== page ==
“Supporting state and local government means addressing lost revenue and providing relief for health care workers, first responders, police officers, firefighters, teachers, and other public workers on the front lines,” she said, adding that her district desperately needs this aid.
“We need another injection of federal funding across the board,” she said. “Families need more stimulus payments, small business programs need more funding, and our hospitals, nursing homes, and other health care facilities need more resources to ensure they can keep fighting this virus.”
Rice added that the focus on rebuilding after the coronavirus does not mean that she has lost sight of the issues facing her district prior to the pandemic that continue to affect her constituents.
“That includes the need for immigration reform and gun control legislation, action to combat climate change, and of course, repealing the harmful cap on SALT deductions,” she said, referring to a $10,000 cap on deductions for state and local taxes when calculating federal income taxes.
Rice explained that the House has passed measures to address many of these issues over the past year and a half, but the Republican-controlled Senate has refused to act on any of these bills.
“Nevertheless, I will remain committed to fighting for these priorities in the next Congress,” she said. “Many of these issues, especially common-sense gun control legislation, have broad support among both the Democratic and Republican electorate. There is no reason why we should let politics get in the way of saving lives.”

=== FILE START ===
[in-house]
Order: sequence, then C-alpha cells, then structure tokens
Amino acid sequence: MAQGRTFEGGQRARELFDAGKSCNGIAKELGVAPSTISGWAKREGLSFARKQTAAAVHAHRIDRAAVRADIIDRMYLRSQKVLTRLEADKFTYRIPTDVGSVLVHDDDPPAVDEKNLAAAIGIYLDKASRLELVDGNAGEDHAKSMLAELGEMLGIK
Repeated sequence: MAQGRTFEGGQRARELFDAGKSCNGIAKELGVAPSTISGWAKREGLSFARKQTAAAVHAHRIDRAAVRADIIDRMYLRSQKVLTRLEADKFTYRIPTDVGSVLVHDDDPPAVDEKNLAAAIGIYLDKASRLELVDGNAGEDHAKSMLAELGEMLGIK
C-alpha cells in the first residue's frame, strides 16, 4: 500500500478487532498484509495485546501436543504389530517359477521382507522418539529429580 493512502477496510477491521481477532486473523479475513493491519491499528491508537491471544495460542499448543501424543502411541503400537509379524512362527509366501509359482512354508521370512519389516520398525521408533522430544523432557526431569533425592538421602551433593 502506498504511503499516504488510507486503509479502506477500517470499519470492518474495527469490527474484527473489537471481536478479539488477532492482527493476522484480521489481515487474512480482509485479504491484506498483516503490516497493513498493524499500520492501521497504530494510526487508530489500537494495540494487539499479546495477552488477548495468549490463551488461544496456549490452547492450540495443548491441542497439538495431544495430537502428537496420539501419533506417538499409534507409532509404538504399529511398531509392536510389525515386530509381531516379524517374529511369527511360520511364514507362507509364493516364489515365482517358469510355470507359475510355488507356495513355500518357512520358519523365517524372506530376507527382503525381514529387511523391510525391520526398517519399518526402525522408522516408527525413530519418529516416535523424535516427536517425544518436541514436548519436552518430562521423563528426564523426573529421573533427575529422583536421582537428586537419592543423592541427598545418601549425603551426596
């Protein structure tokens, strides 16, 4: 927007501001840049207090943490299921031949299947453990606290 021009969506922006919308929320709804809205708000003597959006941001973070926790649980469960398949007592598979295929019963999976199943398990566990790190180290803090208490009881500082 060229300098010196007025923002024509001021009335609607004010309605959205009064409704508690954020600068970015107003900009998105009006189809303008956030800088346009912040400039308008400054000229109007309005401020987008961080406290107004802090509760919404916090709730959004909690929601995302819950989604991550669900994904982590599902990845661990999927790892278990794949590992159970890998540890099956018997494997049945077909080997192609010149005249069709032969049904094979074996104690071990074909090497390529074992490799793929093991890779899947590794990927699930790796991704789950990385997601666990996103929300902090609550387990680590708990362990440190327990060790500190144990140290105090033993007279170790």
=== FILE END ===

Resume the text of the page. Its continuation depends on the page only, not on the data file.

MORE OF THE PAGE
This past year, Rice worked with a bipartisan group made up of House and Senate members to introduce the Younger Onset Alzheimer’s Act, in order to help families struggling with the disease access the resources and support that are currently offered to citizens age 60 or older under the Older Americans Act. The bill recently passed the Senate and was signed into law by President Donald Trump.
“The original idea for the bill came from a constituent of mine here on Long Island who lost her husband to Younger-Onset Alzheimer’s disease,” Rice explained. “It’s been incredible to watch this process develop from one meeting with a constituent to a bill on the floor of the House and Senate that will ultimately help hundreds of thousands of families across the country.”
Rice said that one of her central responsibilities as a Congress member is to act as a liaison between her constituents and the federal government.
“I’m incredibly proud of how successful my office has been in helping my constituents navigate this vast and often overwhelming system,” she said.
She said that over the past five years, her caseworkers have helped her constituents secure more than $10 million in Social Security, VA, FEMA, disability and 9/11 victims compensation fund benefits and savings. Additionally, they have assisted constituents with the immigration process and helped local Jewish organizations secure more than $4 million in federal grant money to increase security.
“In recent years, we’ve seen an alarming increase in attacks on houses of worship across the country, including the tragic Tree of Life Synagogue shooting in Pittsburgh and the Monsey Hanukkah stabbing here in New York,” Rice said. “It’s critical that we provide every worshipper in our community with the security and peace of mind they rightfully deserve and I will continue to advocate for this funding on behalf of any organization in my district that needs it.”